You can create your own Relapse Prevention Plan or you can ask someone for some assistance. Oftentimes a counselor, sponsor, or someone familiar with addictions will help you to create one that works for you. Here are some things to consider as you create yours:

Identify your addiction triggers.

A trigger is a person, place, or thing that causes you to want to use your drug of choice. For example, if you see a commercial on television for alcohol, it could cause you to crave a drink. Or if you drive by the dope man’s house, you could be tempted to turn into the driveway. Identifying your triggers and doing whatever you can to avoid them is helpful in staying clean. This is especially important in the beginning stages of recovery, as cravings can become pretty intense and relapses are more common among newcomers to recovery. You might think you have a lot of will-power, but sometimes will-power is not enough when it comes to addiction, so a plan is necessary.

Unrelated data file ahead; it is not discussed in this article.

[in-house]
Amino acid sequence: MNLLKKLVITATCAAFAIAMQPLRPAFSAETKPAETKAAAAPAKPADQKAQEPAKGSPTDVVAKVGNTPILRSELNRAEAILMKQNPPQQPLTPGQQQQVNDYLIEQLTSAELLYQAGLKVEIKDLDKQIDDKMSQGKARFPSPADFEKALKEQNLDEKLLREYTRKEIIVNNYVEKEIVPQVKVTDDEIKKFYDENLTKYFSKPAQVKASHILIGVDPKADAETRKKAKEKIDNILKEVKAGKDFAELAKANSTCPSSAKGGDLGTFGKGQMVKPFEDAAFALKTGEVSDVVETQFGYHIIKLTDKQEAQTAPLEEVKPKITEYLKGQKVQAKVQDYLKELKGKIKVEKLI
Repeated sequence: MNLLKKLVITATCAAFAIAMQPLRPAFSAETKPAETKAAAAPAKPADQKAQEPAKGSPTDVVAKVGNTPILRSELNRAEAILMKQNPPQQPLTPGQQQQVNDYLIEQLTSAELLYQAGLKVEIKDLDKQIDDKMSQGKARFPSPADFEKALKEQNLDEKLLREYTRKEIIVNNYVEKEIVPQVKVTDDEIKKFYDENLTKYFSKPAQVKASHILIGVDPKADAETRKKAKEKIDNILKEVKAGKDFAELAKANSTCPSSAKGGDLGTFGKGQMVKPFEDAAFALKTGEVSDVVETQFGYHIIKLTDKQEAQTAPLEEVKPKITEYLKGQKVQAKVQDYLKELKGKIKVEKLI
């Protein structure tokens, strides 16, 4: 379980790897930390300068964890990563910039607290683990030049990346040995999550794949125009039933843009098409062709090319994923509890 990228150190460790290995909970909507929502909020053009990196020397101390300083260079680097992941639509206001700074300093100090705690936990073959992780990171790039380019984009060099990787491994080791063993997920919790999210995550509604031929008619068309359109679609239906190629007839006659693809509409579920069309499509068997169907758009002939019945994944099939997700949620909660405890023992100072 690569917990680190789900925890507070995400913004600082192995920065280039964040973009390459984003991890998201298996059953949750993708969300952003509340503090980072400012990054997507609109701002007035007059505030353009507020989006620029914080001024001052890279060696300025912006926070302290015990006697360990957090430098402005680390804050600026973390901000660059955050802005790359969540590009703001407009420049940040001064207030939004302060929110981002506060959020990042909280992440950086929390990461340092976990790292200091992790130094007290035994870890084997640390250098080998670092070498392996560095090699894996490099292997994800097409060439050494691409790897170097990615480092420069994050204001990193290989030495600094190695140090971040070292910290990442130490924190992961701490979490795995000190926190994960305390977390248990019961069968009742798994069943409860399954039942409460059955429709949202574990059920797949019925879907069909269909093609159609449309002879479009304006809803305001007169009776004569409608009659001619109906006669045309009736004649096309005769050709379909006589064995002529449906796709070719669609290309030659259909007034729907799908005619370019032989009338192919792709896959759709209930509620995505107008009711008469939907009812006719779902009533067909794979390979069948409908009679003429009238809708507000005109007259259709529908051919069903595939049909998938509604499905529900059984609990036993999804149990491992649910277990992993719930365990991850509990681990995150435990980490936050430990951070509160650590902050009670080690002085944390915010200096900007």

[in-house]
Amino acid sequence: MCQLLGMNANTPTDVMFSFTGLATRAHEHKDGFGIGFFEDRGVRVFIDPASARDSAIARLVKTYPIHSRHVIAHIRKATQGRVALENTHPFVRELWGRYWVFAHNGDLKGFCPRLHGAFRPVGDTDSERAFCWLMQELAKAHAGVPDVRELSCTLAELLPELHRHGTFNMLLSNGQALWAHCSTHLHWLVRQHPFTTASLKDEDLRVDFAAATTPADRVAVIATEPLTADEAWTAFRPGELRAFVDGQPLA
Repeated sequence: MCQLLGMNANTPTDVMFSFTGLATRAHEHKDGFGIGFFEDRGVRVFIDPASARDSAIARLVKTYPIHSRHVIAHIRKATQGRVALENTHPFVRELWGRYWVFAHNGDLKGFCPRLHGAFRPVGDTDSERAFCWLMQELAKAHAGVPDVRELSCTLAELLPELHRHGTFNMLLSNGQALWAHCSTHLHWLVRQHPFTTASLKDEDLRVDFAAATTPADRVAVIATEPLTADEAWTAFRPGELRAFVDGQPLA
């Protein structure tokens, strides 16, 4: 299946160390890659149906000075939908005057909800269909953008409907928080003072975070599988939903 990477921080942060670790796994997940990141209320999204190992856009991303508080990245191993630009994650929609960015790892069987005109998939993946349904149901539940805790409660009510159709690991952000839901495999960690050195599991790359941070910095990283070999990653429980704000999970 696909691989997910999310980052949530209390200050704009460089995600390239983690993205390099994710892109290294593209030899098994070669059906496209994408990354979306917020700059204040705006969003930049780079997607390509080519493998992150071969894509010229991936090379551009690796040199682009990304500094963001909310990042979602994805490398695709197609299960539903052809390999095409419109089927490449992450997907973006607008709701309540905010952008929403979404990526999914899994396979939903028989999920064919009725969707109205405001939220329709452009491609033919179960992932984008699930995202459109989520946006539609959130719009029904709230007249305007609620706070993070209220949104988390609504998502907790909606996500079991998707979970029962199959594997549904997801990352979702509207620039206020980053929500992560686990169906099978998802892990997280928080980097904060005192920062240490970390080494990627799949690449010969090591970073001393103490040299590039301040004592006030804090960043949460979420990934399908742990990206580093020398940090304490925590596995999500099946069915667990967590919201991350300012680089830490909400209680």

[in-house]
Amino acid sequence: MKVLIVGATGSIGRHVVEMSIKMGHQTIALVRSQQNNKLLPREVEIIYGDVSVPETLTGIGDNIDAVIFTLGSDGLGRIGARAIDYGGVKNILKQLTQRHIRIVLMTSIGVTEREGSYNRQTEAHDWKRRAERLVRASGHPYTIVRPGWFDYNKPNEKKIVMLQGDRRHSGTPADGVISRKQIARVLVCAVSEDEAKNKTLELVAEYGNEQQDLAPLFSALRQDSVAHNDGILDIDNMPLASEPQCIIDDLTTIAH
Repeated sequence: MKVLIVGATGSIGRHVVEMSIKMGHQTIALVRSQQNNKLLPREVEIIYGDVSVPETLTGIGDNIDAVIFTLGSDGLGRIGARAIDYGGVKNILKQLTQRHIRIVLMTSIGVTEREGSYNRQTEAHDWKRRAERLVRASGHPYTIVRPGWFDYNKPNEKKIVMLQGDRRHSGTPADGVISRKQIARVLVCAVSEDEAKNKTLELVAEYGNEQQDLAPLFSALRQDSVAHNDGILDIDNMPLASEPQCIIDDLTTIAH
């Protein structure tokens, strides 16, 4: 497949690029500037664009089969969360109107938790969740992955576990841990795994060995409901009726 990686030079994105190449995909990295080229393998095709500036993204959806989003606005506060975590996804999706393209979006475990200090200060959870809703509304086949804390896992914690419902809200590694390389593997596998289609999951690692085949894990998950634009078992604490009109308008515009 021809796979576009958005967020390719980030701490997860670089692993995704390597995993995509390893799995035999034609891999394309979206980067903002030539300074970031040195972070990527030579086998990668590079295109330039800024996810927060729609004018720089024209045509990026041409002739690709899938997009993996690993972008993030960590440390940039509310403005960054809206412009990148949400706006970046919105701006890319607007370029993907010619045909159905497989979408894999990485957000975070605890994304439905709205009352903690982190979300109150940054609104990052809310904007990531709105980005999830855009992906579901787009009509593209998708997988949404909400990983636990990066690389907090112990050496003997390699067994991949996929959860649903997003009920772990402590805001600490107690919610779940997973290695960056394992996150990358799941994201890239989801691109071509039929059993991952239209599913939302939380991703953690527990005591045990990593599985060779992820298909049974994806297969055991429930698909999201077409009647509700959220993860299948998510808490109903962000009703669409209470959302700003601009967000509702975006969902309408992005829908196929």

Make a list of those you can call.

When you encounter a trigger or an intense craving, have a list handy of those you can call for support and encouragement. This will come in handy as you unexpectedly run into an urge or […]

Major Causes of Alcohol and Drug Addiction Among The Youth